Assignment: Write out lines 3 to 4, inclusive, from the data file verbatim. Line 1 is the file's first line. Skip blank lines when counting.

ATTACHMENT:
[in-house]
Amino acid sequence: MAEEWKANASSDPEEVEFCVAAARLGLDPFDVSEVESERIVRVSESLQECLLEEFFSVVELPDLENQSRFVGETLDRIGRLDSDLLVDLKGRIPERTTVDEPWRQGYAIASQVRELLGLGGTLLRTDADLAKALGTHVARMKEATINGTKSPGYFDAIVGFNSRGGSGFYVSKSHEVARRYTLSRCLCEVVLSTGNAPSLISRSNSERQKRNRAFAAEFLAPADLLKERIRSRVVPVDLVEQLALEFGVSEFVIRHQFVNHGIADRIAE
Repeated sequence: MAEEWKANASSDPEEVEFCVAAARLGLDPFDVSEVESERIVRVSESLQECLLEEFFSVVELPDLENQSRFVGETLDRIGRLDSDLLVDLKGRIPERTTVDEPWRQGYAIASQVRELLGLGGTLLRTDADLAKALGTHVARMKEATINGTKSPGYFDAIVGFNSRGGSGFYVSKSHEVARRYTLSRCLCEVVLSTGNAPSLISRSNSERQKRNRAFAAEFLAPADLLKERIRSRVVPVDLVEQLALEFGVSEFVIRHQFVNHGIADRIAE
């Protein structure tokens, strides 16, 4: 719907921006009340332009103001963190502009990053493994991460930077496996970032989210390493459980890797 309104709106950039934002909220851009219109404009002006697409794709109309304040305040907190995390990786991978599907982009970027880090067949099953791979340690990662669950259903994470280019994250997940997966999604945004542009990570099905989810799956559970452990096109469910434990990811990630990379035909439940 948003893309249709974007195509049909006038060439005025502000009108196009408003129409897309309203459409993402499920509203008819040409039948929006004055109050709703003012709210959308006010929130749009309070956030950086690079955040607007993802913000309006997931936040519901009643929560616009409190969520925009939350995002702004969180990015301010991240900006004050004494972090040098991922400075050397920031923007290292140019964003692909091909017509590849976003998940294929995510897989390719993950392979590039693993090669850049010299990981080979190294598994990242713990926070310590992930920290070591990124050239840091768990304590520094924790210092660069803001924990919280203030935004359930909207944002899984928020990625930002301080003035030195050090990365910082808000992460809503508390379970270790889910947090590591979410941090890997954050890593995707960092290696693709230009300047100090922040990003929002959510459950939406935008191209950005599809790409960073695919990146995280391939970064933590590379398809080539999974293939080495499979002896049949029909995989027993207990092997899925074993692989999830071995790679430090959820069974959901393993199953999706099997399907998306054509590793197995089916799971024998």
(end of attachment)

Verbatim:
Repeated sequence: MAEEWKANASSDPEEVEFCVAAARLGLDPFDVSEVESERIVRVSESLQECLLEEFFSVVELPDLENQSRFVGETLDRIGRLDSDLLVDLKGRIPERTTVDEPWRQGYAIASQVRELLGLGGTLLRTDADLAKALGTHVARMKEATINGTKSPGYFDAIVGFNSRGGSGFYVSKSHEVARRYTLSRCLCEVVLSTGNAPSLISRSNSERQKRNRAFAAEFLAPADLLKERIRSRVVPVDLVEQLALEFGVSEFVIRHQFVNHGIADRIAE
């Protein structure tokens, strides 16, 4: 719907921006009340332009103001963190502009990053493994991460930077496996970032989210390493459980890797 309104709106950039934002909220851009219109404009002006697409794709109309304040305040907190995390990786991978599907982009970027880090067949099953791979340690990662669950259903994470280019994250997940997966999604945004542009990570099905989810799956559970452990096109469910434990990811990630990379035909439940 948003893309249709974007195509049909006038060439005025502000009108196009408003129409897309309203459409993402499920509203008819040409039948929006004055109050709703003012709210959308006010929130749009309070956030950086690079955040607007993802913000309006997931936040519901009643929560616009409190969520925009939350995002702004969180990015301010991240900006004050004494972090040098991922400075050397920031923007290292140019964003692909091909017509590849976003998940294929995510897989390719993950392979590039693993090669850049010299990981080979190294598994990242713990926070310590992930920290070591990124050239840091768990304590520094924790210092660069803001924990919280203030935004359930909207944002899984928020990625930002301080003035030195050090990365910082808000992460809503508390379970270790889910947090590591979410941090890997954050890593995707960092290696693709230009300047100090922040990003929002959510459950939406935008191209950005599809790409960073695919990146995280391939970064933590590379398809080539999974293939080495499979002896049949029909995989027993207990092997899925074993692989999830071995790679430090959820069974959901393993199953999706099997399907998306054509590793197995089916799971024998």